Tag Archive | Australian art

Three Tiwi women, three Hello Kitty bags and bits of hard to identify axed up native animal

Cameron Hayes, Three Tiwi women, three Hello Kitty handbags and bits ofhard to identify axed up native animal – 31 March 2012, 2012, mixed media, dimensions vary around 50 cm high.

“The humour found in the incongruous meeting of cultures has also been used in the soft sculpture installation The Hunters, 2012. Three elderly women are going hunting. They are wearing inappropriate t-shirts. Those who have ever lived in remote communities would recognise such a scene. Often there is only one shop with limited stock, usually the clothing range is t-shirts featuring popular rap bands, song titles and slogans, or multi-national brands. Here Hayes has used the lyrics from a song called “Horny” (yes, really) by Mousse T, a ludicrously banal pop song that was very popular on Australian radio. The figure is also carrying a ‘Hello Kitty’ bag, one of the world’s largest brands it has permeated nearly every remote corner on earth! The incongruity of the cuteness, the inappropriate slogans, the blood, and carcases – it displays the unique way of life, the idiosyncrasies of the Tiwi people. Hayes also uses this simple, funny scene as a metaphor for what he describes as an ‘ill-fitting culture’. The European choices, the white Australian lifestyle just doesn’t quite meet the women’s needs.” – Marielle Soni, June 2012

Dirty Nappies

Cameron Hayes, Dirty nappies, 2006, mixed media.

Hardly anyone believes in promised wives and just about no one would use it as an excuse to hurt a child. Hundreds of nappies are brought in on the barge every fortnight. It’s hard to dispose of them, so some people throw their dirty nappies on each others roofs. Once I was sitting under the tree, waiting for the shop to open with some children, when the one still in nappies wanted money. She kept trying to sit on my lap and put her arm around my neck. It felt like when you’re unexpectedly falling and tasted like a mouthful of your own blood. Hardly anyone believes in promised wives, and just about no one would use it as an excuse to hurt a child.

Milikapiti netball bibs

Cameron Hayes, When a fight breaks out everyone is so related and allied that you can’t predict who will take which side even in football games, 2006, mixed media.

When a fight breaks out everyone is so related and allied that you can’t predict who will take which side even in football games. Whenever you’re talking to a Tiwi about other Tiwis you’re always thinking, am I talking about his brother, uncle, nephew, son…

The anthropologist Baldwin Spencer in the 1920s said that when there was a Tiwi battle, people kept changing sides so everyone just went home.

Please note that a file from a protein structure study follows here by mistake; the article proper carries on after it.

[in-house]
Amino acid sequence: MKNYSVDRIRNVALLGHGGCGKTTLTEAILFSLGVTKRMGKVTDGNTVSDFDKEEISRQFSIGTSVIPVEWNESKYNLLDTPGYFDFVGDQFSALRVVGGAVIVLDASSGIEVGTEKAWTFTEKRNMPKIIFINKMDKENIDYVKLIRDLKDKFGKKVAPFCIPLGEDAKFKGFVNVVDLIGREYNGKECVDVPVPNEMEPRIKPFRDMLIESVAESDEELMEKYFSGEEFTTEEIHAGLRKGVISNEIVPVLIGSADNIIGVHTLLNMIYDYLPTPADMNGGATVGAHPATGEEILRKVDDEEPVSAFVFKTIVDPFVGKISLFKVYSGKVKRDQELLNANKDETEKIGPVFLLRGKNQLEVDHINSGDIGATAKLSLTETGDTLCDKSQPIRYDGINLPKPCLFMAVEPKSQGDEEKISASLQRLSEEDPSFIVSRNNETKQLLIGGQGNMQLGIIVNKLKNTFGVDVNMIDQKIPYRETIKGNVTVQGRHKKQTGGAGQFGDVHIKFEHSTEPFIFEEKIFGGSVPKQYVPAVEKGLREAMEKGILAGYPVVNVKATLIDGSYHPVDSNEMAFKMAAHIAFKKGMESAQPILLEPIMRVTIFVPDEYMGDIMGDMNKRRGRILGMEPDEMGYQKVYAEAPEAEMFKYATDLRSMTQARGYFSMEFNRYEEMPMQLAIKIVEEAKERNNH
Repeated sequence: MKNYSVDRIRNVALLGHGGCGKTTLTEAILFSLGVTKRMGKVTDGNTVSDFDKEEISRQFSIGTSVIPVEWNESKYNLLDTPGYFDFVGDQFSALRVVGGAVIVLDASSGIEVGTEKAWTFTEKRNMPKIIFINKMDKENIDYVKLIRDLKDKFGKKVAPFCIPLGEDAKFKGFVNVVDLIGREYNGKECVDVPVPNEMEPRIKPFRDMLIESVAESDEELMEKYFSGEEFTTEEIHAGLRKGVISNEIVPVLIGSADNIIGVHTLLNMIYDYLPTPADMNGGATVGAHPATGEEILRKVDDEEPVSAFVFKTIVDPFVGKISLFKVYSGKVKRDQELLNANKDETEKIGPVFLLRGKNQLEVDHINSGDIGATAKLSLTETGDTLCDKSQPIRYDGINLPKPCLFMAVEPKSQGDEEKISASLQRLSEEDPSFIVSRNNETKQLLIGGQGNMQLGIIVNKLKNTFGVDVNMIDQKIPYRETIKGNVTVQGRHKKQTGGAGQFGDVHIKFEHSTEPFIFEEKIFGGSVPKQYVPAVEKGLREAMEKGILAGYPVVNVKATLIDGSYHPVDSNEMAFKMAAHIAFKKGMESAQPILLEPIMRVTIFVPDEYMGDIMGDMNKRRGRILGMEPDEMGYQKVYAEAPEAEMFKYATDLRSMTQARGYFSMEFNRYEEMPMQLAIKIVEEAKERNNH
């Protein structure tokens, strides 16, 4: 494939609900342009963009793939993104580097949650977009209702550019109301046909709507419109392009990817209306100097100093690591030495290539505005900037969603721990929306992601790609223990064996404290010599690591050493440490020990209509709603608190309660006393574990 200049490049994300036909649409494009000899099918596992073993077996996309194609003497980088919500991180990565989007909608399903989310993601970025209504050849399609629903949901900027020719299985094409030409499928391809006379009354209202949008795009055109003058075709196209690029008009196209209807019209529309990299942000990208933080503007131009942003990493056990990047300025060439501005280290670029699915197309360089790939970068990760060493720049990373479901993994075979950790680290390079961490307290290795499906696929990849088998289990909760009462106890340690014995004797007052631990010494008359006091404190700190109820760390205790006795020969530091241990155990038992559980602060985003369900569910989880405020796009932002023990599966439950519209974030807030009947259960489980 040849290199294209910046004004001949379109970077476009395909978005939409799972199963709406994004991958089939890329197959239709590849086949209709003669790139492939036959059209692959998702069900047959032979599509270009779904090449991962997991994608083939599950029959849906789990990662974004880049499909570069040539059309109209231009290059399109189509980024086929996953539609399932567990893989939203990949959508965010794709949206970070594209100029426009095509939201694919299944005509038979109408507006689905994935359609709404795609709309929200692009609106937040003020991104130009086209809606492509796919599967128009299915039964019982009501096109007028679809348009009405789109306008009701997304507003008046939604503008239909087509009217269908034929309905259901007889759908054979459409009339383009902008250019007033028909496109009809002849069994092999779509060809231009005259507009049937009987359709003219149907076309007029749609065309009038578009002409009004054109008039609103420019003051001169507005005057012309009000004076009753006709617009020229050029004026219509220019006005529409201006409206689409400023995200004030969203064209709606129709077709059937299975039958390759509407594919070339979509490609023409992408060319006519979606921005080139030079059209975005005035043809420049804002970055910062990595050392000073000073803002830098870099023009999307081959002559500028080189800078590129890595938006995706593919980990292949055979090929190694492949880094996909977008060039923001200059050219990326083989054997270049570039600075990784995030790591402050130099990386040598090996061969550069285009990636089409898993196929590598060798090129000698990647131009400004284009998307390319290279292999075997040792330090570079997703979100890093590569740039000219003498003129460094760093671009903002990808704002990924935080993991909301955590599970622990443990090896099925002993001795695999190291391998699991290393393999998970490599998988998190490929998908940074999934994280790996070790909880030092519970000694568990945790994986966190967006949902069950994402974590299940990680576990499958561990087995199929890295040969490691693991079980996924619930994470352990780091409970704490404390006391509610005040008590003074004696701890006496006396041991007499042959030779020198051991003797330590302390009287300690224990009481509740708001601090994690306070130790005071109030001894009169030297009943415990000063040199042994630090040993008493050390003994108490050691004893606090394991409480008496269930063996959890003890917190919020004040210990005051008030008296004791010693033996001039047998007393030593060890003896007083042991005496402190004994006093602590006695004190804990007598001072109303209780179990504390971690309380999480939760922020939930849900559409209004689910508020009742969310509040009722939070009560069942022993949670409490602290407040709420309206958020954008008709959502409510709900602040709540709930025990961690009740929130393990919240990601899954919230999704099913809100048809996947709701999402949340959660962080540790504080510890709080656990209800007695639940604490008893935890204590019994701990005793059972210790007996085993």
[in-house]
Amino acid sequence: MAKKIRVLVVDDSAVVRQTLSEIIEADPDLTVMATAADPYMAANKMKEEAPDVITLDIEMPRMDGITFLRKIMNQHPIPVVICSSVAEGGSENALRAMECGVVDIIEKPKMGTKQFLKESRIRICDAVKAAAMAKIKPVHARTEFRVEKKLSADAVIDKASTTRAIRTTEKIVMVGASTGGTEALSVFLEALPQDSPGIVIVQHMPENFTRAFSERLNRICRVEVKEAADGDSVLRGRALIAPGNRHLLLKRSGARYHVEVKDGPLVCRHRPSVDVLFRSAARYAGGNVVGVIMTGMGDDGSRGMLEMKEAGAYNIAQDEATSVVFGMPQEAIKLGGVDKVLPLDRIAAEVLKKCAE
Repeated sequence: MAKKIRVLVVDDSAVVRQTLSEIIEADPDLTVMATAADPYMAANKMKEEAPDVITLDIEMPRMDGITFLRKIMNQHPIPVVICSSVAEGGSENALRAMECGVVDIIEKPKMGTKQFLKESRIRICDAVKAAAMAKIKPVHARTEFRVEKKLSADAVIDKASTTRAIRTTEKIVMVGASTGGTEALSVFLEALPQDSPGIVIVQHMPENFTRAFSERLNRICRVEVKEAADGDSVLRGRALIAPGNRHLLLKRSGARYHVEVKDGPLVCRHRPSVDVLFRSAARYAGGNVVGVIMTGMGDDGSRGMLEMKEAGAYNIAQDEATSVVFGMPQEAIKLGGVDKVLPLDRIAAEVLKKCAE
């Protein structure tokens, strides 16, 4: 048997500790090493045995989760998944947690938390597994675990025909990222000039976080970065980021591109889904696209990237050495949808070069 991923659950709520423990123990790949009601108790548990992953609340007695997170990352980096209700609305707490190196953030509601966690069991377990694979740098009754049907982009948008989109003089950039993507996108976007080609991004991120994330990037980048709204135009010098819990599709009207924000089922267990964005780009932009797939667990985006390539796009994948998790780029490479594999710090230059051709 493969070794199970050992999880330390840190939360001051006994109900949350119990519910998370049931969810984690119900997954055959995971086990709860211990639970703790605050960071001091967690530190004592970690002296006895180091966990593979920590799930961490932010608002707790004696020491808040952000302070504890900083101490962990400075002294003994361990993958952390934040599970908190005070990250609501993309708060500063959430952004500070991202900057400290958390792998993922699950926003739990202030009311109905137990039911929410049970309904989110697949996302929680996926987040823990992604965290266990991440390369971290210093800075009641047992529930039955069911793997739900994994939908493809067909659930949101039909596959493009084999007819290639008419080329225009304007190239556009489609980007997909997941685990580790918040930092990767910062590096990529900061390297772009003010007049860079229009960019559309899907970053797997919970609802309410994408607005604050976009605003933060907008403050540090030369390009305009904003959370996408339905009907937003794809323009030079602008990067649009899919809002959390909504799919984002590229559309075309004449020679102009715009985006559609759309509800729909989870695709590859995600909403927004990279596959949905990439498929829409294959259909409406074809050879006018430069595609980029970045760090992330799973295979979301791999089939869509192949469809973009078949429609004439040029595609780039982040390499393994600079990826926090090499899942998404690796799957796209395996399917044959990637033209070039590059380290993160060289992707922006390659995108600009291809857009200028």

In Milikapiti the dogs hang out in packs

Cameron Hayes, In Milikapiti the dogs hang out in packs, 2008, mixed media, dimensions variable.

In Milikapiti the dogs hang out in packs. When two packs meet each other, the two lead dogs, instead of fighting each other, lie on their backs in acts of total submission, while their three or four bitches stand behind them chewing nappies.

The white men in Milikapiti are all called Les, and their way of being friendly is to convince you that they are not threat to you in any way. One of the white men in charge of water said – when I asked him a question – “What would I know? I’m just a fucking dumb cunt.”, while his wife stands behind him nodding approvingly. When two white Milikapiti men meet, it is a race to see who can degrade themselves as quickly and as completely as possible.

It took the nuns a couple of months to realise that more girls would attend PE class….

Cameron Hayes, It took the nuns a couple of months to realise that more girls would attend PE class if it involved less netballs and more shotguns – 4th May 1975, 2006, oil on linen, 91.5 x 137 cm.

It took the nuns a couple of months to realise that more girls would attend PE class if it involved less netballs and more shotguns.

When a really old Tiwi woman took all her clothes off and danced naked on the stage at the club, another really old Tiwi woman yelled at her, “Put your clothes on Joan, Your possum’s dead”.

Dr Clyde Fenton delivers yet another baby – March 7 1932

Dr Clyde Fenton delivers yet another baby – March 7 1932, 2006, oil on linen, 44.5 x 53.5 cm.

This is Dr Clyde Fenton. In the early 1930s he brought his own broken down old plane and made himself the first flying doctor in the NT. He attended Xavier College, and although he did graduate as a medical doctor in 1925 from Melbourne University, he was a self-taught pilot. A disaster to the Civil Aviation Department, but a hero to the Tiwi people, as he was their only hope for medical assistance at the time.

Despite having a free medical clinic, most Tiwis won’t get help until the absolute last minute. In Milikapiti there are 2 nurses and a doctor flies in on Mondays. Just about everyone walks around with something bandaged.

This is Doctor Clyde Fenton. In the early 1930s he brought his own broken down old plane and made himself the first flying doctor in the NT. According to his autobiography, Clyde Fenton’s sister died in China in 1936 while being visited by their mother. On the day he heard, Fenton flew from Katherine to Darwin, welded an extra fuel tank to his plane, put another fuel tank in the passenger seat, and flew from Darwin to China across the Timor Sea during cyclone season, while Japan were fighting with China, without any landing permits or visas, and without telling anyone or bringing any one, and anyone who complained was some kind of “blasted dim-witted bureaucrat”.

Interview on 7.30 Report

here is a link to my interview on the 7.30 report on the abc

CLICK HERE TO WATCH

Cameron Hayes
Dog torturers behind the Milikapiti Clinic, 2006
oil on linen
77 1/2 x 83 1/2 inches
Photo: Hermann Feldhaus
Courtesy Ronald Feldman Fine Arts, New York